COSIGN Travel: Top 3 Cities To Visit In Ireland

Ireland has always been a desirable destination for world travelers, and it’s probably only getting a boost from the television show Game Of Thrones, which is more popular than ever. The show shoots in Ireland, at least in part, and makes some of the gorgeous country landscapes all the more appealing. But while Ireland is known for these landscapes, it’s also home to some excellent cities that are well worth your consideration.

These are three of the best to fit into a trip to Ireland.


Cork is located near the southern coast of Ireland, on the River Lee. With a population between 14 and 15 million it’s one of the larger cities in the country, though still only about a third as large as Dublin. It’s known primarily as a university city, with University College Cork leading the way (but other universities in town as well). It’s actually nice to tour some of the schools if you get a chance, as they’ll give you a feeling for what Cork is all about, but there are other sights to see as well: Blarney Castle (home to the lucky Blarney Stone), Blackrock Castle, and St. Fin Barre’s Cathedral are all either in or near town, and all excellent for sightseeing.

As for specific activity, it goes without saying that ducking into a pub is always a good idea in any Irish city (or any city in the UK for that matter!). But here we’d also recommend strolling along the charming St. Patrick’s Street and relaxing in Fitzgerald Park. Best of all (though technically outside the city) is sailing at the fishing port of Kinsale. It’s a scenic harbor and makes for an excellent day out.


Located on the Irish Sea due west of Liverpool, Dublin is the Irish capital and in many tourists’ estimation the best city to visit. You’d do well to prioritize sightseeing, with St. Patrick’s Cathedral and Dublin Castle representing some of the most impressive sights on the British Isles. You’d also be well served exploring some of the local drinks, with both Guinness beer and Jameson whiskey hailing from the area (and much celebrated today).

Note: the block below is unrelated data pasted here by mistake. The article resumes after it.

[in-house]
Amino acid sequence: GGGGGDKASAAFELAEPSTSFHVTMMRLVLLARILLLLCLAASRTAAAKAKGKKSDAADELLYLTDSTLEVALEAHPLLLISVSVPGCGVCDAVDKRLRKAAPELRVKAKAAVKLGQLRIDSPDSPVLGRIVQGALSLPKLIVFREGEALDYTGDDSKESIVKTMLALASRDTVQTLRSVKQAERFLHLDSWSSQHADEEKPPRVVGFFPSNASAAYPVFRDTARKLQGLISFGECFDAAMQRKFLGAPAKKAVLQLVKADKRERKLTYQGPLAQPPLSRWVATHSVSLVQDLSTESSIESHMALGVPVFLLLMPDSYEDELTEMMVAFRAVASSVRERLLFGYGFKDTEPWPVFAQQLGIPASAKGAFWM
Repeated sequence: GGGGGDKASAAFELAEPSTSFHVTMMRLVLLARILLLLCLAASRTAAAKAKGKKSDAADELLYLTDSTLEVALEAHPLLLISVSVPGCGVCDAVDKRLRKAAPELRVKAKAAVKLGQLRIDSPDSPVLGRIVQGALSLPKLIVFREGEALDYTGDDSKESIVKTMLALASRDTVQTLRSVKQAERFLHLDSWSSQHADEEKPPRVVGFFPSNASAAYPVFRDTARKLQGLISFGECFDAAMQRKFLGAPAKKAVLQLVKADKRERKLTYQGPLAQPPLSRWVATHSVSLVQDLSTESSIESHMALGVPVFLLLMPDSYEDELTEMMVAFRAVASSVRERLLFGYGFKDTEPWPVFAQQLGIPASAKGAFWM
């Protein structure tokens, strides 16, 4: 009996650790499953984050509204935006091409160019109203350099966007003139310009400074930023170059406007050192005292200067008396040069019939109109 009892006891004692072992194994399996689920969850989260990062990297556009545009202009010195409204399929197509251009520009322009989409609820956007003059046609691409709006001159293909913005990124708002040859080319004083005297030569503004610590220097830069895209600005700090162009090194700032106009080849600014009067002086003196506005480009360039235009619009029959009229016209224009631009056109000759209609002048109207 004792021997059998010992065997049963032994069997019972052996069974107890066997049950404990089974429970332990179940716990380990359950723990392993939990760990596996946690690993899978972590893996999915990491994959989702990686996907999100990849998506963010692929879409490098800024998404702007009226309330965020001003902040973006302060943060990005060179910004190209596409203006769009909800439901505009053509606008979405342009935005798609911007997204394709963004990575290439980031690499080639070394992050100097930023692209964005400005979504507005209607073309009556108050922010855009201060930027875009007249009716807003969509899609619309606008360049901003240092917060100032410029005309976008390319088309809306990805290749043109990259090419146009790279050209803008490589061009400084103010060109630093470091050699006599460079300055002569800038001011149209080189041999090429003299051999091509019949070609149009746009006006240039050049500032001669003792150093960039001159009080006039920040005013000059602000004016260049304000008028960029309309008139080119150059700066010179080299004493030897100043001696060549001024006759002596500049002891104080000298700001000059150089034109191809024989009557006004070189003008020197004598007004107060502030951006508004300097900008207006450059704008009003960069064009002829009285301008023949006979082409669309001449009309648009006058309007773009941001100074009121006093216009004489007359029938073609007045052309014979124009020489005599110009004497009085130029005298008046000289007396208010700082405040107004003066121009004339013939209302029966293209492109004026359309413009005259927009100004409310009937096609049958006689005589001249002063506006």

Activities abound as well, however. Pub crawls are always in fashion, the theatrical scene is top-notch, and Grafton Street makes for a lovely walk and cultural experience. You’ll also find some unique entertainment at the Fitzwilliam Casino & Card Club, which differs from other UK casinos in its emphasis on a stylish card gaming atmosphere. Blackjack, said to be the most popular game in the casino category, is a primary focus here, rather than endless rows of clinking slot machines. It’s a nice place to start a night out before hitting the pubs.


We went with bigger and more famous options for the first two cities, so we’ll wrap things up by giving some love to Ennis in County Clare, in the west of Ireland. It’s not quite on the sea, but it’s not too far to the Atlantic, and the River Fergus runs from the town to the south. As the biggest town in County Clare, but still not a booming metropolis by any stretch, it’s a popular holiday destination. It’s known for the local churches, the pubs, and the monument to early-19th century revolutionary Daniel O’Connell.

Above all else, however, we’d recommend venturing northwest to the Cliffs of Moher. There you can follow an established trail for a magnificent hike along cliffs that overlook the chilly Atlantic waters. It’s an excellent way to engage with the Irish countryside the way many of imagine it, followed by a relaxing night in town.

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